Beloved Family in Christ,
Christmas should be a time for celebration, and yet we often experience confusion instead. Wherever we turn, Christmas festivities have been commercialized and secularized so that our reason for joy is diluted past recognition. We no longer attend Christmas parties, but Holiday gatherings; what was formerly “Christmas Vacation” is now “Winter Break.” The quiet tenderness of the Nativity Scene has been banished from our city squares in favor of pastel trees, blinking lights, and mechanical Santas. What was once a season of melodious joy has become a cacophonous gauntlet of soulless mirth and garish artificiality.
In most of life—and even more in this sacred season—it is the small things that really matter. Often unnoticed but everywhere around us, little glimpses into life’s deeper meaning can be found. It happens in that simple smile we give to passing strangers in the mad shopping rush, acknowledging the camaraderie of our December anxieties and joys. It happens in the heartfelt greetings we exchange with family and friends, in words and gestures of repeated yet made new by the Season. It happens in our parish at the familiar worship services that echo for us the ancient refrain of “Christ is Born!” That secret grace comes upon us when we sit in our homes on a cold winter’s night and reflect on our own Christmas experience of joy as children, young adults, parents, and grandparents.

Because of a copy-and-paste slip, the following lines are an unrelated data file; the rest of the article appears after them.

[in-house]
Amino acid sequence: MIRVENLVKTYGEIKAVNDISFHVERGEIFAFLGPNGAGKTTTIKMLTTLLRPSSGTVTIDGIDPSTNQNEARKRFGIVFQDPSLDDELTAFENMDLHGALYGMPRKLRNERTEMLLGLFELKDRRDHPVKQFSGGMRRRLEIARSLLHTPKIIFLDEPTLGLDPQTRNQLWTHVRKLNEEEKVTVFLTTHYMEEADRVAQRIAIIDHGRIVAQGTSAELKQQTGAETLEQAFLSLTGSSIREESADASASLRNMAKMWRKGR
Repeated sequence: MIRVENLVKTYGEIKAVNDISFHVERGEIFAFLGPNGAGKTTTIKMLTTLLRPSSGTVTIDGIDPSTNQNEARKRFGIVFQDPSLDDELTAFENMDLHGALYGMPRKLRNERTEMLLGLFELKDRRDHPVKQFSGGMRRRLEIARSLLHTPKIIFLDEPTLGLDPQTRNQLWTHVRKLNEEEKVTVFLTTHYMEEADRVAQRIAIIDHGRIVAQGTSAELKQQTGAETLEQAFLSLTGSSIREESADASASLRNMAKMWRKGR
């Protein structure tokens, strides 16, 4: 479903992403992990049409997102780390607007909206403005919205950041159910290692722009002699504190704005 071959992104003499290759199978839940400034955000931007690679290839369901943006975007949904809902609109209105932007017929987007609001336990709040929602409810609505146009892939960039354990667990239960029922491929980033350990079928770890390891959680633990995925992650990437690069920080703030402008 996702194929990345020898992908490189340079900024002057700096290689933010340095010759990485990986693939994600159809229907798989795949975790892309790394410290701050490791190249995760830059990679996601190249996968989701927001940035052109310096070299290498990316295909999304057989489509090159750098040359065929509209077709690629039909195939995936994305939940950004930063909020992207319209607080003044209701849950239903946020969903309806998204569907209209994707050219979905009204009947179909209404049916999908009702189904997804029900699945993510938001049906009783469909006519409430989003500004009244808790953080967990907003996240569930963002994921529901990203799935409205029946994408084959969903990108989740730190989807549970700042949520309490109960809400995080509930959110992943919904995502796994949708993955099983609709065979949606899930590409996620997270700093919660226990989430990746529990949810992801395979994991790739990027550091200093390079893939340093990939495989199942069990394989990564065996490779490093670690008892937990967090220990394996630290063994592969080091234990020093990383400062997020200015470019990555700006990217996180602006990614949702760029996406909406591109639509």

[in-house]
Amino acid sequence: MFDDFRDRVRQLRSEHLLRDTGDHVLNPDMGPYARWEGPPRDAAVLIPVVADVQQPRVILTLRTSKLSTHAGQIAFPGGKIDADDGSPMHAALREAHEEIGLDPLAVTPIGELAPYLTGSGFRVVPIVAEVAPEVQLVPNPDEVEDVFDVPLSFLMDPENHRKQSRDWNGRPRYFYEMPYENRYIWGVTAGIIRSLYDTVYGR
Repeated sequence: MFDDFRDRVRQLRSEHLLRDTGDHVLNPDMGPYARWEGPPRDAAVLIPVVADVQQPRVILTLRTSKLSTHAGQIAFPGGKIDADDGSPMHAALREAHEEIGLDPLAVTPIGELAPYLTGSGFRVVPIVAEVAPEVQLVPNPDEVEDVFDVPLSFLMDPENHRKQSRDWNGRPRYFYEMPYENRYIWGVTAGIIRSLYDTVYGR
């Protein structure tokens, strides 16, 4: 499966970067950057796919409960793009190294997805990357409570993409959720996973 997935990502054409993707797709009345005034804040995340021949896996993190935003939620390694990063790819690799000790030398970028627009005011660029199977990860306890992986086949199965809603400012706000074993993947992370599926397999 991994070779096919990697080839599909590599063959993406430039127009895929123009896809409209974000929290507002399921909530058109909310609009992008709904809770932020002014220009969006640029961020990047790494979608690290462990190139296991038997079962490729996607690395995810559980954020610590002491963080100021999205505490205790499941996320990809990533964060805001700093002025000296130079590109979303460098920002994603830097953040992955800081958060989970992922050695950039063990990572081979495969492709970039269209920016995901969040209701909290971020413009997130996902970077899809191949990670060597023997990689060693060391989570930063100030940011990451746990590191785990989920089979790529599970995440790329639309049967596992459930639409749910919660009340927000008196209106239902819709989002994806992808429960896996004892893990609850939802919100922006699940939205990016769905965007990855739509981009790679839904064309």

These moments are small windows into the almost unnoticed event that occurred two thousand years ago, the birth of our Savior. Our hymnology indicates this same mystery: almost as if hidden and unknown, Christ was born in cave. It was the greatest event in history, as the Creator entered into Creation. And yet in the wisdom of God, divine grace was manifested in the smallest way—in the form of a little child, in the person of a baby boy.
May our eyes be enlightened in this Christmas season to notice those small things in which God reveals His presence and love. In December’s noise and commotion, may we experience for ourselves the peace and goodwill proclaimed by the angels. And so may we truly rejoice as we celebrate the Nativity of our Lord Jesus.
Christ is Born!
Metropolitan of Detroit Nicholas